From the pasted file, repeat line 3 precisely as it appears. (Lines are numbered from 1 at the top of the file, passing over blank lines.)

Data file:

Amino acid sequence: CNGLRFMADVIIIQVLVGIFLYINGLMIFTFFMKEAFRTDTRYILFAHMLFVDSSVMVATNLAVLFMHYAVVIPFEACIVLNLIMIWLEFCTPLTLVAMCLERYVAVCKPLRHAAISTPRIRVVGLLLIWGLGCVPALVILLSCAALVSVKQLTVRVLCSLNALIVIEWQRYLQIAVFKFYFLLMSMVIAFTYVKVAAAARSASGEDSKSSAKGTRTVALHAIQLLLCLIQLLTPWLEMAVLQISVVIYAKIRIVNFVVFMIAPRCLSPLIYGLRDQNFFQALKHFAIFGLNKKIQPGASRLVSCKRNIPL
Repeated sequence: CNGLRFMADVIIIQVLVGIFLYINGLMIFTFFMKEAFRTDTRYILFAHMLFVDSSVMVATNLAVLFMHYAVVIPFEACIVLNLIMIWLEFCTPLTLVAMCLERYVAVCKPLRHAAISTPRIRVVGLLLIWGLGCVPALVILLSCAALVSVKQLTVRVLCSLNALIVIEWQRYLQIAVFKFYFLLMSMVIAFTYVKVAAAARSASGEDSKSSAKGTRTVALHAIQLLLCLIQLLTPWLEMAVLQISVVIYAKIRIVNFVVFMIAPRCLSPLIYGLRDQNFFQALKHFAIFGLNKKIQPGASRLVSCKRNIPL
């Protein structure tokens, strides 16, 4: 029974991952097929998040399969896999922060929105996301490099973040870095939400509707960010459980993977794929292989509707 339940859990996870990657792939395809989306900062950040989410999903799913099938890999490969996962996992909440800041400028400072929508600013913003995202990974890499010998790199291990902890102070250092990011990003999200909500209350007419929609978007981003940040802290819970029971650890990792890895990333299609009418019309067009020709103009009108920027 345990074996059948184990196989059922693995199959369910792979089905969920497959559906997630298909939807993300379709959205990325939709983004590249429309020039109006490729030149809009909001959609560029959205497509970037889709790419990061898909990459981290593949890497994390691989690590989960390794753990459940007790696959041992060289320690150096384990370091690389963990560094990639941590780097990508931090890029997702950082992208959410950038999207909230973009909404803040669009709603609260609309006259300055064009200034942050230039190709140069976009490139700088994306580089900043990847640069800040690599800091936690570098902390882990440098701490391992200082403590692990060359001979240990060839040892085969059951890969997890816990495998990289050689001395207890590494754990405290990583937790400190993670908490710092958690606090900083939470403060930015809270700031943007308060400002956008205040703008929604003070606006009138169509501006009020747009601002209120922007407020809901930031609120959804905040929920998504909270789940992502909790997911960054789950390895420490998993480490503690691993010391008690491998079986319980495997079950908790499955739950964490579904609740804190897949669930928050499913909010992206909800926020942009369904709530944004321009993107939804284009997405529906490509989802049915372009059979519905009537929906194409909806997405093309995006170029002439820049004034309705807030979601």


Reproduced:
């Protein structure tokens, strides 16, 4: 029974991952097929998040399969896999922060929105996301490099973040870095939400509707960010459980993977794929292989509707 339940859990996870990657792939395809989306900062950040989410999903799913099938890999490969996962996992909440800041400028400072929508600013913003995202990974890499010998790199291990902890102070250092990011990003999200909500209350007419929609978007981003940040802290819970029971650890990792890895990333299609009418019309067009020709103009009108920027 345990074996059948184990196989059922693995199959369910792979089905969920497959559906997630298909939807993300379709959205990325939709983004590249429309020039109006490729030149809009909001959609560029959205497509970037889709790419990061898909990459981290593949890497994390691989690590989960390794753990459940007790696959041992060289320690150096384990370091690389963990560094990639941590780097990508931090890029997702950082992208959410950038999207909230973009909404803040669009709603609260609309006259300055064009200034942050230039190709140069976009490139700088994306580089900043990847640069800040690599800091936690570098902390882990440098701490391992200082403590692990060359001979240990060839040892085969059951890969997890816990495998990289050689001395207890590494754990405290990583937790400190993670908490710092958690606090900083939470403060930015809270700031943007308060400002956008205040703008929604003070606006009138169509501006009020747009601002209120922007407020809901930031609120959804905040929920998504909270789940992502909790997911960054789950390895420490998993480490503690691993010391008690491998079986319980495997079950908790499955739950964490579904609740804190897949669930928050499913909010992206909800926020942009369904709530944004321009993107939804284009997405529906490509989802049915372009059979519905009537929906194409909806997405093309995006170029002439820049004034309705807030979601």